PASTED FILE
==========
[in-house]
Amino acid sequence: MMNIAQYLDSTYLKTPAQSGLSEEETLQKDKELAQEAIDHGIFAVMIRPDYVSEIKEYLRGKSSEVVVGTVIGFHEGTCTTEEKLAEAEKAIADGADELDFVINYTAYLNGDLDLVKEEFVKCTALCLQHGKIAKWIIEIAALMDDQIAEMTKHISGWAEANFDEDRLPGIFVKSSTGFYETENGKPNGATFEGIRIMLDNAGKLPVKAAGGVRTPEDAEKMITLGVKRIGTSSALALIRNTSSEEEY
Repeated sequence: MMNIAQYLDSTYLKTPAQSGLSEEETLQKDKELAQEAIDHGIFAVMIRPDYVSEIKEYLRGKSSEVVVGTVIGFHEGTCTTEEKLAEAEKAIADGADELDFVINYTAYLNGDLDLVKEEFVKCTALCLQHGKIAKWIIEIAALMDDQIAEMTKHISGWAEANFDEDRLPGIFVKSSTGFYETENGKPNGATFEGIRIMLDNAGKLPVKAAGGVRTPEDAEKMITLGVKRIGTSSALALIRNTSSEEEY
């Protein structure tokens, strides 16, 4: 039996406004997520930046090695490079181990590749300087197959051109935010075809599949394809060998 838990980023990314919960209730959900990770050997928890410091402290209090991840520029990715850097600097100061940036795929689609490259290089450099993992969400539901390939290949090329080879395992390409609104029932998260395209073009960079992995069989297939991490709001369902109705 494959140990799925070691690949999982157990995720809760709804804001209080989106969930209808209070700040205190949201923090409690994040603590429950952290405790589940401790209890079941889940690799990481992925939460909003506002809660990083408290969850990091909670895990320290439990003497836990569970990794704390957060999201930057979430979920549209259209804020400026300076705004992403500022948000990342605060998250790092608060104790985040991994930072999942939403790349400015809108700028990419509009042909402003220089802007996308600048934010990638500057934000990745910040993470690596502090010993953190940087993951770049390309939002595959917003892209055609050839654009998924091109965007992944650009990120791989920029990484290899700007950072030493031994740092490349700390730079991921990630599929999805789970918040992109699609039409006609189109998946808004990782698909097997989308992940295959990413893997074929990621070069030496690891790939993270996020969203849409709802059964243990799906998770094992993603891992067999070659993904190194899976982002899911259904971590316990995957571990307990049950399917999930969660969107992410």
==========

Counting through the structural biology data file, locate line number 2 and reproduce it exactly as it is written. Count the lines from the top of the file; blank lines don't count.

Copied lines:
Amino acid sequence: MMNIAQYLDSTYLKTPAQSGLSEEETLQKDKELAQEAIDHGIFAVMIRPDYVSEIKEYLRGKSSEVVVGTVIGFHEGTCTTEEKLAEAEKAIADGADELDFVINYTAYLNGDLDLVKEEFVKCTALCLQHGKIAKWIIEIAALMDDQIAEMTKHISGWAEANFDEDRLPGIFVKSSTGFYETENGKPNGATFEGIRIMLDNAGKLPVKAAGGVRTPEDAEKMITLGVKRIGTSSALALIRNTSSEEEY